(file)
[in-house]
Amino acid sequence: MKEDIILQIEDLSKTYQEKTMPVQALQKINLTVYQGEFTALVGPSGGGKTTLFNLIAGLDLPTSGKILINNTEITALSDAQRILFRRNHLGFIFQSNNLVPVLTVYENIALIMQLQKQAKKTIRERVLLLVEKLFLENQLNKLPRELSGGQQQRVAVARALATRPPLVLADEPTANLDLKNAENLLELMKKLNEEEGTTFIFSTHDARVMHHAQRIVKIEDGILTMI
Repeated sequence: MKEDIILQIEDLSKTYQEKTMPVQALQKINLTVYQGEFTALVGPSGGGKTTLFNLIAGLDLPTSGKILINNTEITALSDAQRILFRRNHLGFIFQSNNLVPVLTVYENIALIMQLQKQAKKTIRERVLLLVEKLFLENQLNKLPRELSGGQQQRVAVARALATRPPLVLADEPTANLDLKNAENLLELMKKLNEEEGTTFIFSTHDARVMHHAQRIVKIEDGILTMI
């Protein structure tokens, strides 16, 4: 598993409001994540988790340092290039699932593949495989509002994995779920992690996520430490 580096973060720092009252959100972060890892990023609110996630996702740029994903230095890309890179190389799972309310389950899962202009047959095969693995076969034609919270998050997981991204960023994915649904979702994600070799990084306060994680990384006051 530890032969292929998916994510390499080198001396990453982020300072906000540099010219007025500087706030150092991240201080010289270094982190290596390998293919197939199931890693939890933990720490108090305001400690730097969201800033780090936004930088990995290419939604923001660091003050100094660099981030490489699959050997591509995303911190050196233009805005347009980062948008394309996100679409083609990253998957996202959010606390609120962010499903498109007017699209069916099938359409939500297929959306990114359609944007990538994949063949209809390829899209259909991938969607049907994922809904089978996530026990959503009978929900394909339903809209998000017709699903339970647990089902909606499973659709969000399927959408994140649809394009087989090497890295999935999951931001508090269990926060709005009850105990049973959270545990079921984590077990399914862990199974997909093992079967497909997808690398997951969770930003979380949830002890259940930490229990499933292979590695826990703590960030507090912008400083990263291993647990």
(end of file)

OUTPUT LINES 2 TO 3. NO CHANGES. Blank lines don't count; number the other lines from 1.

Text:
Amino acid sequence: MKEDIILQIEDLSKTYQEKTMPVQALQKINLTVYQGEFTALVGPSGGGKTTLFNLIAGLDLPTSGKILINNTEITALSDAQRILFRRNHLGFIFQSNNLVPVLTVYENIALIMQLQKQAKKTIRERVLLLVEKLFLENQLNKLPRELSGGQQQRVAVARALATRPPLVLADEPTANLDLKNAENLLELMKKLNEEEGTTFIFSTHDARVMHHAQRIVKIEDGILTMI
Repeated sequence: MKEDIILQIEDLSKTYQEKTMPVQALQKINLTVYQGEFTALVGPSGGGKTTLFNLIAGLDLPTSGKILINNTEITALSDAQRILFRRNHLGFIFQSNNLVPVLTVYENIALIMQLQKQAKKTIRERVLLLVEKLFLENQLNKLPRELSGGQQQRVAVARALATRPPLVLADEPTANLDLKNAENLLELMKKLNEEEGTTFIFSTHDARVMHHAQRIVKIEDGILTMI